Children with auditory processing disorders have difficulties recognizing subtle differences between sounds in words. It affects their ability to process spoken language. There are several kinds of auditory processing issues. The symptoms can range from mild to severe.

Auditory discrimination:

The ability to notice, compare and distinguish between (speech) sounds. For instance, the child doesn’t hear the difference between the words “cat” and “hat”.
Auditory discrimination can also result not knowing on which auditory input to focus, when in a noisy setting. For example when you call your child while it’s playing in a noisy playground, he or she doesn’t seem to hear you.

Auditory memory:

The ability to recall what you’ve heard, either immediately or when you need it later. It can be difficult for your child to remember what you’ve told him or her to do. For example when you say “brush your teeth and but on pyjamas”, the child doesn’t know what to do after he or she has brushed her teeth.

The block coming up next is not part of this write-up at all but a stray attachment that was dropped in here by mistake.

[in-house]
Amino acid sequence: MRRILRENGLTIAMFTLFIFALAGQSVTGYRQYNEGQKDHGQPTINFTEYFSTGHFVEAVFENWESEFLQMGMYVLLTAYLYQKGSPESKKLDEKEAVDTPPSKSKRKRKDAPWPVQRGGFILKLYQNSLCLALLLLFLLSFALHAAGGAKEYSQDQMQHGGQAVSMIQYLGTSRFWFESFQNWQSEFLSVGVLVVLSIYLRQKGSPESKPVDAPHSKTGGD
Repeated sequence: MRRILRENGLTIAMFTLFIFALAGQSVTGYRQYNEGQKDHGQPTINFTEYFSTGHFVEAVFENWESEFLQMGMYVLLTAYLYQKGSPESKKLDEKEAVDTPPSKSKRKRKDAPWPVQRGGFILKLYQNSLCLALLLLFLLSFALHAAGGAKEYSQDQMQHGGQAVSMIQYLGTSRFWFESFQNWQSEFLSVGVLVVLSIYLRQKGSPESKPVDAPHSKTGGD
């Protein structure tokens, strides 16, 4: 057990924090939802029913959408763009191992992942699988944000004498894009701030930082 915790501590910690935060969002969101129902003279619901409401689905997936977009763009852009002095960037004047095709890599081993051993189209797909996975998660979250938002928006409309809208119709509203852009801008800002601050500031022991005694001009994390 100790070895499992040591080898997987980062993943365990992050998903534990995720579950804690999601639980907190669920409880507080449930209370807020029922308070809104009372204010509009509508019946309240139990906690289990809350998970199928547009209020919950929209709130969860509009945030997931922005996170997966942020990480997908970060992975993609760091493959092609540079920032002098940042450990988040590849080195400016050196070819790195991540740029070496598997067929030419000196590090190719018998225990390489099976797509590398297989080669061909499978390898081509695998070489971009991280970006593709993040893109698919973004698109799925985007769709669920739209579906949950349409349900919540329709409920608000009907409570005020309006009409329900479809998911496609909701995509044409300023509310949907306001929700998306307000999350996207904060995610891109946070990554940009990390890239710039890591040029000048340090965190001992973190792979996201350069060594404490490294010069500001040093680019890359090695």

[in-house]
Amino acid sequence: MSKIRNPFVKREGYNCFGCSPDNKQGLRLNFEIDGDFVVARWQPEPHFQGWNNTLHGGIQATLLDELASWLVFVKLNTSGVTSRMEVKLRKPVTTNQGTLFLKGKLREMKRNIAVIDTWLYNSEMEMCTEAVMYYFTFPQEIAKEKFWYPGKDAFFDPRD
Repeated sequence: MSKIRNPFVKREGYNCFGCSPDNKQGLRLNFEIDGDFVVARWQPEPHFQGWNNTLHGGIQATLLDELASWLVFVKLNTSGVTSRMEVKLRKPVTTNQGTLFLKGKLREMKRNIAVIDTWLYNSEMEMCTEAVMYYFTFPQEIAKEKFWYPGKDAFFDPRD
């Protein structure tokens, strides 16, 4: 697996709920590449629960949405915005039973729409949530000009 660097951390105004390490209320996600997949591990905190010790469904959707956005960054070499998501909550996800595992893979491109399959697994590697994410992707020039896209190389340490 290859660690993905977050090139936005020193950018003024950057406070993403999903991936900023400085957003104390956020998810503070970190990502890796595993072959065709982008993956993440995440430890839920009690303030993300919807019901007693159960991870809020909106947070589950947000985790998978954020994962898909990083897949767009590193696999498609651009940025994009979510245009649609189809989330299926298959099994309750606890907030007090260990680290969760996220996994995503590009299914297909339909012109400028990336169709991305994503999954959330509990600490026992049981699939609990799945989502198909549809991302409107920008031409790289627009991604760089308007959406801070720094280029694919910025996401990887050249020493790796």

Auditory sequencing:

The ability to understand and recall the order of sounds and words. A child might say “melonade” instead of “lemonade” or hear the number 725 but write 572.

Common symptoms for children with auditory processing difficulties:

  • Poor musical ability
  • Easily distracted by background noise or sudden noises.
  • Find it hard to follow spoken directions, especially when there’s more than one direction
  • Often asks for repetition after someone has spoken, or often says “huh?” or “what?”
  • Difficulties following conversations
  • Having trouble remembering details
  • Difficulties learning songs or rhymes.